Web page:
o Bob Edgar, President of Common Cause: “This supposed deal is a cynical scheme to preserve the minority's ability to block all legislation without even having to engage in debate. It's hard to believe that supporters can promote it with a straight face. This continues to give a minority of senators complete veto power over the legislative process. At the very least, senators blocking action should be required to show up and talk. Senators have tried - and been suckered by - 'gentleman's agreements' to minimize filibusters. It's time for real reform."

o Michael Waldman, President of the Brennan Center for Justice: “The Levin-McCain proposal would do far too little to restore functionality to the Senate. We have seen over the past two years that handshake agreements cannot curb abuse of the rules. It is constitutional, necessary, and appropriate for a majority of senators to take a stand and pass meaningful Senate Rules reform on January 3.”

  • Why Fix the Senate Now Rejects the Alternative Proposal : As the Fix the Senate Now coalition stated last week, the rulespackage unveiled byeight Senators is a status quo, business as usual, recipe for continued Senate gridlock for the following reasons:

o Lacks Transparency and Accountability: Instead of the “talking filibuster,” a reform that would force those wishing to block legislation make themselves public to explain their objection, today’s proposal would provide no transparency and accountability to obstructionists, continuing to allow for a silent filibuster of legislation.

o Allows Continued Minority Veto of All Legislative Matters: Under current rules there is no cost to obstructing a vote on a bill, and 60 votes are presumed necessary for nearly all legislation. This proposal does nothing to change that. It does not impose burdens on filibustering senators that would force them to decide what merits the lost political capital of obstruction. Instead, the proposal would simply create another “gentlemen’s agreement” between the two party leaders to promise to not object on behalf of any members of their caucus. Recent history has demonstrated the failure of such agreements in the Senate.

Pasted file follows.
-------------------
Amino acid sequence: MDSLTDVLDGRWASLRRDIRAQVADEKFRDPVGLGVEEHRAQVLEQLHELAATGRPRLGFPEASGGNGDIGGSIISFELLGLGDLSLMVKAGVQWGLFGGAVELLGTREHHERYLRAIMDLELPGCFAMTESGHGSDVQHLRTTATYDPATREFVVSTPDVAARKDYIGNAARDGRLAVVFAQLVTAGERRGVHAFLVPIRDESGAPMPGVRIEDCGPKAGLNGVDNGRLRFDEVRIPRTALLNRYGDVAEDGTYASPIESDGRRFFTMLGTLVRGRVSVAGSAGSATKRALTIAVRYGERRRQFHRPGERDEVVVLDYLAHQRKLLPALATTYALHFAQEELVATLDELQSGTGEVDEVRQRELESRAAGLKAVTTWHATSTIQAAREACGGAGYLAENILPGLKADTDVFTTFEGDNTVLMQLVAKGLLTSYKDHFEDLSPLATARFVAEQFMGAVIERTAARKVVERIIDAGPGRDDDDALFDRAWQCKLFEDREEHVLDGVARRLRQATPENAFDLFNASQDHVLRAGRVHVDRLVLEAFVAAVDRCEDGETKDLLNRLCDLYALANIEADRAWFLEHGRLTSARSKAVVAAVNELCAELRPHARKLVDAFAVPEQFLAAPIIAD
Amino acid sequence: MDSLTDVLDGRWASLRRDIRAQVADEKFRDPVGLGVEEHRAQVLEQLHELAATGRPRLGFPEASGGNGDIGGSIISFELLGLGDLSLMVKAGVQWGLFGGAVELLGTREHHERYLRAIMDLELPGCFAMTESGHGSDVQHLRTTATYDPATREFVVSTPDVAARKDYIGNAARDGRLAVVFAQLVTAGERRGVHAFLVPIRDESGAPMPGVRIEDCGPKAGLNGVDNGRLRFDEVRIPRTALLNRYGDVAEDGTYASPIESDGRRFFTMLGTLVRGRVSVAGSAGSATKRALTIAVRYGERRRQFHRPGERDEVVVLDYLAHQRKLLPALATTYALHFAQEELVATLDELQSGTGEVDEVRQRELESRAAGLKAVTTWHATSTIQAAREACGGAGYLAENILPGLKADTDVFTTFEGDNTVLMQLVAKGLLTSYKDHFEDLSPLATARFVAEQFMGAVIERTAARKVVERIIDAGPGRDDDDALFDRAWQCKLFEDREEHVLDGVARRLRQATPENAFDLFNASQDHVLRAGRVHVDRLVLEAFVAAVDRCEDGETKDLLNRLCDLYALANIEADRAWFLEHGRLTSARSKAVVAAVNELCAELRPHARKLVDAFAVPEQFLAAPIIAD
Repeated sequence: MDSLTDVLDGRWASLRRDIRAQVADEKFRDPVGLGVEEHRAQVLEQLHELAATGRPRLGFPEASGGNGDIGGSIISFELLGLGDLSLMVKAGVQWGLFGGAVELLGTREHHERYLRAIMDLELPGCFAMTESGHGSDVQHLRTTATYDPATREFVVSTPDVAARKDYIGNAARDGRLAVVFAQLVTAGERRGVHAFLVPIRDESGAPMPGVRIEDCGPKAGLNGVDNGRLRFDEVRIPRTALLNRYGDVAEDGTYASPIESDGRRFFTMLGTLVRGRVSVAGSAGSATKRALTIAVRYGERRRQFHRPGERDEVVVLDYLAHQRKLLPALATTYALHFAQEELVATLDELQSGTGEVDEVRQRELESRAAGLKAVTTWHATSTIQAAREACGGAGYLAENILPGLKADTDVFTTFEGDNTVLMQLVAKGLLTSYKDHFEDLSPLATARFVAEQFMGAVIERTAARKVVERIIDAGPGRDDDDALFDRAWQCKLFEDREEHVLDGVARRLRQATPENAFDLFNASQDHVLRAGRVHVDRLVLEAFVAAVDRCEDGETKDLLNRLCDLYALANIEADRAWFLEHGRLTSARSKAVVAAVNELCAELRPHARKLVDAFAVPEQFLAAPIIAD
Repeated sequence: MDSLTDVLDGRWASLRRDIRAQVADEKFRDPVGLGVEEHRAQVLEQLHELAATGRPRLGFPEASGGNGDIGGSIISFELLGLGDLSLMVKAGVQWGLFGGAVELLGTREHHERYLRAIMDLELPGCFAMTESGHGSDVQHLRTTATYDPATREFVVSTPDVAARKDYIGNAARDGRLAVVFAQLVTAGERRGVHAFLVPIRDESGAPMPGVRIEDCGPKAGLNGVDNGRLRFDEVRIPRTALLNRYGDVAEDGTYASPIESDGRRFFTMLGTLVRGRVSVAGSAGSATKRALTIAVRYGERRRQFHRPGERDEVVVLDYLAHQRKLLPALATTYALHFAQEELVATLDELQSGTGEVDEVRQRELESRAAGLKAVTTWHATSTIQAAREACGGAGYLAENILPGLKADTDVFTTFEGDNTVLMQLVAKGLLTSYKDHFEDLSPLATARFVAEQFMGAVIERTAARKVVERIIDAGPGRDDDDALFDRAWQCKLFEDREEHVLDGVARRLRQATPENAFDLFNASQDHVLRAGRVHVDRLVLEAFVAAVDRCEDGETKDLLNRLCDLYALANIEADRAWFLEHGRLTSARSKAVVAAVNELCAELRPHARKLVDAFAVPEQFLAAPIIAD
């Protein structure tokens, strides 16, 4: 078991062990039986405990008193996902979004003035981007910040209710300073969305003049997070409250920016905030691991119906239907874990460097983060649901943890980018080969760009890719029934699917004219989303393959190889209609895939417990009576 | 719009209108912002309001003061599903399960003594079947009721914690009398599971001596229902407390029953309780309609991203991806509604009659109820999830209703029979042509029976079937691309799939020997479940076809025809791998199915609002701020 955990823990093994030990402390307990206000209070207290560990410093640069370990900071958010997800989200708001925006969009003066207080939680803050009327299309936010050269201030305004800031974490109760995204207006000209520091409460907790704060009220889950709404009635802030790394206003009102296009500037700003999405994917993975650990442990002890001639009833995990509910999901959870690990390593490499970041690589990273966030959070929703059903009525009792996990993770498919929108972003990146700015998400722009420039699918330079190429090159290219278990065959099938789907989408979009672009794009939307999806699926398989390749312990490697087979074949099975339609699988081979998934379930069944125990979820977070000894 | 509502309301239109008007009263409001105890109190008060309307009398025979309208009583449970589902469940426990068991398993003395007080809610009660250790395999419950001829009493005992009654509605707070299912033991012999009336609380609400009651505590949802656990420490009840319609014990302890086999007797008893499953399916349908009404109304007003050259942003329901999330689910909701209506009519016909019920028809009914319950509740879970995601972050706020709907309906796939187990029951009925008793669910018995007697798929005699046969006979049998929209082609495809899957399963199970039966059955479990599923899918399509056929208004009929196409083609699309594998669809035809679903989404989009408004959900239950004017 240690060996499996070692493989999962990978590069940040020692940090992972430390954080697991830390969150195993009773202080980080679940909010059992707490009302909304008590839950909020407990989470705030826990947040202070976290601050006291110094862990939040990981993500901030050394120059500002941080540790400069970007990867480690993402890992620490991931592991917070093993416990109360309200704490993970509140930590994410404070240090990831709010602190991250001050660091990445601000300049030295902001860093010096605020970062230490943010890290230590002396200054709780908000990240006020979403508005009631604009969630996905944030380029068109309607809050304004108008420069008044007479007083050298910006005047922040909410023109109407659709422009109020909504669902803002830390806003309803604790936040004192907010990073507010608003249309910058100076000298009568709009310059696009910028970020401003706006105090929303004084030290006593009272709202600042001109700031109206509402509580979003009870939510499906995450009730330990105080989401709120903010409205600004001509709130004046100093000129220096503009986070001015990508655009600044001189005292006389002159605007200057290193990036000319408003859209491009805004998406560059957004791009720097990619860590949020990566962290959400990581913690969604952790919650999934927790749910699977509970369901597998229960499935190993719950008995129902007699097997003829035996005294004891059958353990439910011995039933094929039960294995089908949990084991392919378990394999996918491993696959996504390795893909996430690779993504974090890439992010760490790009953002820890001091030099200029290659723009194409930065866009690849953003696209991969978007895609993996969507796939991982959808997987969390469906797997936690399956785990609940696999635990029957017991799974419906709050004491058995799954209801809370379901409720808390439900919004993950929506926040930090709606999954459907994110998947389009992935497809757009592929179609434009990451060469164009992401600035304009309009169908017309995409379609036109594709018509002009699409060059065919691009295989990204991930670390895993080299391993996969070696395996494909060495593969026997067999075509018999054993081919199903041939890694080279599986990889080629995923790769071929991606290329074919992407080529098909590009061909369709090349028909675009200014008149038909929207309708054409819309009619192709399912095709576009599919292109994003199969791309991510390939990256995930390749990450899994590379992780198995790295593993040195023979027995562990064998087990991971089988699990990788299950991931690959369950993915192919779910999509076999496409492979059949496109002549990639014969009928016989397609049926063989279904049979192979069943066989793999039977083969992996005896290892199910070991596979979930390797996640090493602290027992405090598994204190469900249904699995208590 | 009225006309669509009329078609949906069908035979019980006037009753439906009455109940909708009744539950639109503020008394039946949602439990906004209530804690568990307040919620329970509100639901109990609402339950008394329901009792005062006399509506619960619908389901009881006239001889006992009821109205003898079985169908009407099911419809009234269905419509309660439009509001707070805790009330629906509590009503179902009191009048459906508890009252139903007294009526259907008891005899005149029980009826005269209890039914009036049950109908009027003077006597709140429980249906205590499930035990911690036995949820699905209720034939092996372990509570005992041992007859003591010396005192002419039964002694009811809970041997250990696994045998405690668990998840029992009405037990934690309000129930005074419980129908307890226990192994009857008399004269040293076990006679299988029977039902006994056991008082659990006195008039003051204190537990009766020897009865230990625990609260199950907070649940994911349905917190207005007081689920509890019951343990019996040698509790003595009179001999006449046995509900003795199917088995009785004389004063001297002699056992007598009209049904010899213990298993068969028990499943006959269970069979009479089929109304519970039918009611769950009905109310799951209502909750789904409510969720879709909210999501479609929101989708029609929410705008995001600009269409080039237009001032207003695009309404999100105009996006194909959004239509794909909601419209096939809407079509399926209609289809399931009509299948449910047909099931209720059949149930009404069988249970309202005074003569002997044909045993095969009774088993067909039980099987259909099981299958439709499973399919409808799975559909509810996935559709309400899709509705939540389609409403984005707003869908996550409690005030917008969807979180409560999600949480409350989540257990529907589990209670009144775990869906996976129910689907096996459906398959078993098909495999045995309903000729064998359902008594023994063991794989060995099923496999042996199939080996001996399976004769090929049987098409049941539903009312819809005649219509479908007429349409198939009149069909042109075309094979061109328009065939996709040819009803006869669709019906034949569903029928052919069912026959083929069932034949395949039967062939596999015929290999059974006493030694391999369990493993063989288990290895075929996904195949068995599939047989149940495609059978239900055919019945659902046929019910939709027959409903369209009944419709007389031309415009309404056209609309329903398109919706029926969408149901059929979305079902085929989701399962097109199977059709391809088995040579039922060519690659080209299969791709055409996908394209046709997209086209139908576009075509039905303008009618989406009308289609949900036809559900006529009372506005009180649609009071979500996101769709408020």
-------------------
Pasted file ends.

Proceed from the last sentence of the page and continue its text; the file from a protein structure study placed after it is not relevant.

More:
o Would Still Provide Multiple Chances to Filibuster Legislation: The Fix the Senate Now coalition has called for eliminating filibusters on the motion to proceed – a reform that along with eliminating the filibuster on multiple motions to go to conference would leave one opportunity to filibuster a bill during the legislative cycle, instead of the current four. While the package offered by the eight Senators would combine the current three motions needed to go to conference into one motion, that one motion would still require a cloture vote. Further, the proposal would not permanently make the motion to proceed a non-debatable motion.

o Obstructionist Status Quo for Many Executive Branch and Judicial Nominees: The reform package does not sufficiently streamline the executive branch or judicial nominations process for all nominations, as it would only reduce post-cloture debate time for select nominees. Given the judicial vacancies crisis and the continued obstruction of qualified and non-controversial nominees, this proposal falls well short of the necessary reforms. By specifically exempting court of appeals and Supreme Court nominees, the deal seems to invite obstruction of those nominees.


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Contact: Michael Earls at 202-261-2388,